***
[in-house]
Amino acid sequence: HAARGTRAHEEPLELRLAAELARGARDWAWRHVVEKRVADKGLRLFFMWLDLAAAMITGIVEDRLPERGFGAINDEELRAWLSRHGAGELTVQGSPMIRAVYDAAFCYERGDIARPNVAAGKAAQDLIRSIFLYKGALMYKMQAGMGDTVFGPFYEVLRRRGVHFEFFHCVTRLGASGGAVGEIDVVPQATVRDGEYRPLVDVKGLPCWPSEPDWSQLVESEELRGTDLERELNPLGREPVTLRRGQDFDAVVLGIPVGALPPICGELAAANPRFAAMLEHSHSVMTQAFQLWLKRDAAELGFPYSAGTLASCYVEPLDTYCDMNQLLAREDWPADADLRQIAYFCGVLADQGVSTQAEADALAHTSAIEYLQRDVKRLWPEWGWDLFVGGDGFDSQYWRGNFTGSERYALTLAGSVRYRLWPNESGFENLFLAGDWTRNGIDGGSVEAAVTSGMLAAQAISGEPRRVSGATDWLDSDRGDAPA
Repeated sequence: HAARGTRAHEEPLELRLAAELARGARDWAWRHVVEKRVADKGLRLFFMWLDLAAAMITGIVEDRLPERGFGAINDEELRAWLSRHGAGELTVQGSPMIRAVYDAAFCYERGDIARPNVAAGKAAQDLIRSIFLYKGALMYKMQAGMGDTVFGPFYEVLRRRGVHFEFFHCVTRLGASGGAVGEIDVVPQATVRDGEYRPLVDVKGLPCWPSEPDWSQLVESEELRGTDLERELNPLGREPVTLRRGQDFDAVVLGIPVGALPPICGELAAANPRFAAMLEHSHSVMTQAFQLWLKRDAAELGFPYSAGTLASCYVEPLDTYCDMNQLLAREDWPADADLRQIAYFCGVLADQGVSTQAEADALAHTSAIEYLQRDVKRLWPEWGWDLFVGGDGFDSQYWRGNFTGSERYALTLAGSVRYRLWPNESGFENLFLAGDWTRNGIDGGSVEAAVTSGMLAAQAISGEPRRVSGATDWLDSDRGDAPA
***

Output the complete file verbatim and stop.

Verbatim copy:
[in-house]
Amino acid sequence: HAARGTRAHEEPLELRLAAELARGARDWAWRHVVEKRVADKGLRLFFMWLDLAAAMITGIVEDRLPERGFGAINDEELRAWLSRHGAGELTVQGSPMIRAVYDAAFCYERGDIARPNVAAGKAAQDLIRSIFLYKGALMYKMQAGMGDTVFGPFYEVLRRRGVHFEFFHCVTRLGASGGAVGEIDVVPQATVRDGEYRPLVDVKGLPCWPSEPDWSQLVESEELRGTDLERELNPLGREPVTLRRGQDFDAVVLGIPVGALPPICGELAAANPRFAAMLEHSHSVMTQAFQLWLKRDAAELGFPYSAGTLASCYVEPLDTYCDMNQLLAREDWPADADLRQIAYFCGVLADQGVSTQAEADALAHTSAIEYLQRDVKRLWPEWGWDLFVGGDGFDSQYWRGNFTGSERYALTLAGSVRYRLWPNESGFENLFLAGDWTRNGIDGGSVEAAVTSGMLAAQAISGEPRRVSGATDWLDSDRGDAPA
Repeated sequence: HAARGTRAHEEPLELRLAAELARGARDWAWRHVVEKRVADKGLRLFFMWLDLAAAMITGIVEDRLPERGFGAINDEELRAWLSRHGAGELTVQGSPMIRAVYDAAFCYERGDIARPNVAAGKAAQDLIRSIFLYKGALMYKMQAGMGDTVFGPFYEVLRRRGVHFEFFHCVTRLGASGGAVGEIDVVPQATVRDGEYRPLVDVKGLPCWPSEPDWSQLVESEELRGTDLERELNPLGREPVTLRRGQDFDAVVLGIPVGALPPICGELAAANPRFAAMLEHSHSVMTQAFQLWLKRDAAELGFPYSAGTLASCYVEPLDTYCDMNQLLAREDWPADADLRQIAYFCGVLADQGVSTQAEADALAHTSAIEYLQRDVKRLWPEWGWDLFVGGDGFDSQYWRGNFTGSERYALTLAGSVRYRLWPNESGFENLFLAGDWTRNGIDGGSVEAAVTSGMLAAQAISGEPRRVSGATDWLDSDRGDAPA